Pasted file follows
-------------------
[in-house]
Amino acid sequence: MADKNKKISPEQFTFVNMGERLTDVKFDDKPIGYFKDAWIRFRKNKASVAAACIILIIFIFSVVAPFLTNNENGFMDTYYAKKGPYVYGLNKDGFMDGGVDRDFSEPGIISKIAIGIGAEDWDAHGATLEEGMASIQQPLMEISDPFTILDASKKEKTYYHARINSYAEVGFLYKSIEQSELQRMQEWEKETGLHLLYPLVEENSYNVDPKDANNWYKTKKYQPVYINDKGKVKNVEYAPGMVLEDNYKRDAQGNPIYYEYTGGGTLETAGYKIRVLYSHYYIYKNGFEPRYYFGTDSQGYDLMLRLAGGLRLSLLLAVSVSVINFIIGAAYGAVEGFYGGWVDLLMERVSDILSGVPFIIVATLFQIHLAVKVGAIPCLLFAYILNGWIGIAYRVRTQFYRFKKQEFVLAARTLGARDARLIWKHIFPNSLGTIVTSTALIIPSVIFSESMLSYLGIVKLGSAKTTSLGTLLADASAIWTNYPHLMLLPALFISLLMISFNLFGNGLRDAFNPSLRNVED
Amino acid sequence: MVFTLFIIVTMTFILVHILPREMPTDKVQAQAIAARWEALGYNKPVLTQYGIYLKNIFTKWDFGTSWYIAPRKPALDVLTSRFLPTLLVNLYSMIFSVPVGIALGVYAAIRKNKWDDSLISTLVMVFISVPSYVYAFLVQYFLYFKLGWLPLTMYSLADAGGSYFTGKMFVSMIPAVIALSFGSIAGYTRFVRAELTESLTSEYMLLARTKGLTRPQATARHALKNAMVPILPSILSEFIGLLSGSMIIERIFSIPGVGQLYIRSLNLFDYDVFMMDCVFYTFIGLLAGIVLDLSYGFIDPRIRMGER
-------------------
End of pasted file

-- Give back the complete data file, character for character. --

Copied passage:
[in-house]
Amino acid sequence: MADKNKKISPEQFTFVNMGERLTDVKFDDKPIGYFKDAWIRFRKNKASVAAACIILIIFIFSVVAPFLTNNENGFMDTYYAKKGPYVYGLNKDGFMDGGVDRDFSEPGIISKIAIGIGAEDWDAHGATLEEGMASIQQPLMEISDPFTILDASKKEKTYYHARINSYAEVGFLYKSIEQSELQRMQEWEKETGLHLLYPLVEENSYNVDPKDANNWYKTKKYQPVYINDKGKVKNVEYAPGMVLEDNYKRDAQGNPIYYEYTGGGTLETAGYKIRVLYSHYYIYKNGFEPRYYFGTDSQGYDLMLRLAGGLRLSLLLAVSVSVINFIIGAAYGAVEGFYGGWVDLLMERVSDILSGVPFIIVATLFQIHLAVKVGAIPCLLFAYILNGWIGIAYRVRTQFYRFKKQEFVLAARTLGARDARLIWKHIFPNSLGTIVTSTALIIPSVIFSESMLSYLGIVKLGSAKTTSLGTLLADASAIWTNYPHLMLLPALFISLLMISFNLFGNGLRDAFNPSLRNVED
Amino acid sequence: MVFTLFIIVTMTFILVHILPREMPTDKVQAQAIAARWEALGYNKPVLTQYGIYLKNIFTKWDFGTSWYIAPRKPALDVLTSRFLPTLLVNLYSMIFSVPVGIALGVYAAIRKNKWDDSLISTLVMVFISVPSYVYAFLVQYFLYFKLGWLPLTMYSLADAGGSYFTGKMFVSMIPAVIALSFGSIAGYTRFVRAELTESLTSEYMLLARTKGLTRPQATARHALKNAMVPILPSILSEFIGLLSGSMIIERIFSIPGVGQLYIRSLNLFDYDVFMMDCVFYTFIGLLAGIVLDLSYGFIDPRIRMGER